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Many social conservatives are rightly disappointed and dismayed by the Supreme Court’s ruling in Obergefell v. Hodges, which effectively legalized same sex marriage in all 50 states. Many pundits—even those who disagree with the decision—are already advising conservatives to consider the matter settled and turn their attention to other issues. However, I would encourage supporters of traditional marriage to continue stay the course. The future is unpredictable and developments in politics, technology, and culture can sometimes produce unexpected changes in public opinion.

For instance, in January of 1973, who would have predicted that:

1) Abortion numbers would quickly surge to over one million by 1977 and reach 1,600,000 by 1990.

2) The high numbers of abortions did not normalize abortion as some pro-lifers feared. Instead, many women regretted their decision to have an abortion. Post-abortive women would go on to be some of the pro-life movement’s most effective spokespeople.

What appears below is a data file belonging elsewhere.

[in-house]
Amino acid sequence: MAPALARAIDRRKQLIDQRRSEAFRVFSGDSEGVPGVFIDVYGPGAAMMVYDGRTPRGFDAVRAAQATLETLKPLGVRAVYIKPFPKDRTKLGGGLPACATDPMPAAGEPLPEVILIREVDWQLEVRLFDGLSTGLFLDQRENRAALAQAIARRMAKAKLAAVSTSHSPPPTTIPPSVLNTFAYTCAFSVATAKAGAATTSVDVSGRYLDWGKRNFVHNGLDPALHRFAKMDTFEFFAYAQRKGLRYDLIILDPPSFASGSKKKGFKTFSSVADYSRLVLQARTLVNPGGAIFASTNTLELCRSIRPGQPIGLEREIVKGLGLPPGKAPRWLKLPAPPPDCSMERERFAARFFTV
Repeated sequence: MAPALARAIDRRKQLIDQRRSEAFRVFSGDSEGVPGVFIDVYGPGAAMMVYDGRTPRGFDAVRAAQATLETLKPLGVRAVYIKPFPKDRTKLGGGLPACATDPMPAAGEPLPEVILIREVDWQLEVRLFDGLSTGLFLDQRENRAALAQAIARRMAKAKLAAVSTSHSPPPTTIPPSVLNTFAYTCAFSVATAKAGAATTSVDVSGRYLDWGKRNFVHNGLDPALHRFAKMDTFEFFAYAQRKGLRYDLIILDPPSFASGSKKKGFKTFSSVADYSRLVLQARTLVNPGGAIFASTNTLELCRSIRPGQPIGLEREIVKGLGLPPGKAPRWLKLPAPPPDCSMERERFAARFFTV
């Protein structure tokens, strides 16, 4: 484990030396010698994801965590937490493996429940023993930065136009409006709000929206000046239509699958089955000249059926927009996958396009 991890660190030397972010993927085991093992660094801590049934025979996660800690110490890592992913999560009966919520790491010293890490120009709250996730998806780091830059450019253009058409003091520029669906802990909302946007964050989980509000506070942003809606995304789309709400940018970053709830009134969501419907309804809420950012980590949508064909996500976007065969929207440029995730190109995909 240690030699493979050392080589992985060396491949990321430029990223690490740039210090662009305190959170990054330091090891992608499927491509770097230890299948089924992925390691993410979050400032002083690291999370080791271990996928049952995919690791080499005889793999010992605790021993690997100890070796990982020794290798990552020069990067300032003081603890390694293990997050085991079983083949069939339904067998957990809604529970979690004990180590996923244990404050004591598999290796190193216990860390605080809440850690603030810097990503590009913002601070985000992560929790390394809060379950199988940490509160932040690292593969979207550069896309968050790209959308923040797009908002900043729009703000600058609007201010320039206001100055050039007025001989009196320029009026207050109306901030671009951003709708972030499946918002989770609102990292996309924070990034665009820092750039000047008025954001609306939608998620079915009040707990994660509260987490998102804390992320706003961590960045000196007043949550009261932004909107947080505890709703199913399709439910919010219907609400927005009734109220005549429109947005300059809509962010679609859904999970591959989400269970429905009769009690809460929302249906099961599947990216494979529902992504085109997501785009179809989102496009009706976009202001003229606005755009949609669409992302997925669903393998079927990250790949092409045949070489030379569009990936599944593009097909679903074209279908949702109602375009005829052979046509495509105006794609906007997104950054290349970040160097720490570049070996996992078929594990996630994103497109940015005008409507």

3) Most abortions would not be performed in hospitals or doctors’ offices, but in high volume clinics that often failed to meet basic health and sanitary standards. Furthermore, a Philadelphia abortionist would be jailed for literally aborting viable babies after they were born.

4) The bold predictions made by many prominent supporters of legal abortion would be proven patently false. These include that legalized abortion would reduce the out of wedlock birth rate and
lower the incidence of child abuse.

5) The lead plaintiff in the Roe v. Wade decision would become an outspoken pro-life activist.

6) The nation’s leading provider of abortions during the 1970s would also become an outspoken pro-life activist.

7) Ultrasound technology would quickly develop, and vivid ultrasound pictures of unborn children would start to appear on refrigerators and bulletin boards.

Again, no one would have predicted these developments in 1973. And all of these factors, in large ways and small, have contributed to durable gains in pro-life sentiment. Furthermore, these gains have been the most dramatic among young adults—who in the 1970s were the demographic group most sympathetic to legal abortion. Supporters of traditional marriage likely face an uphill battle, but we should not despair.

Michael J. New is an Assistant Professor at The University of Michigan–Dearborn and an Associate Scholar with the Charlotte Lozier Institute. Follow him on Twitter @Michael_J_New.

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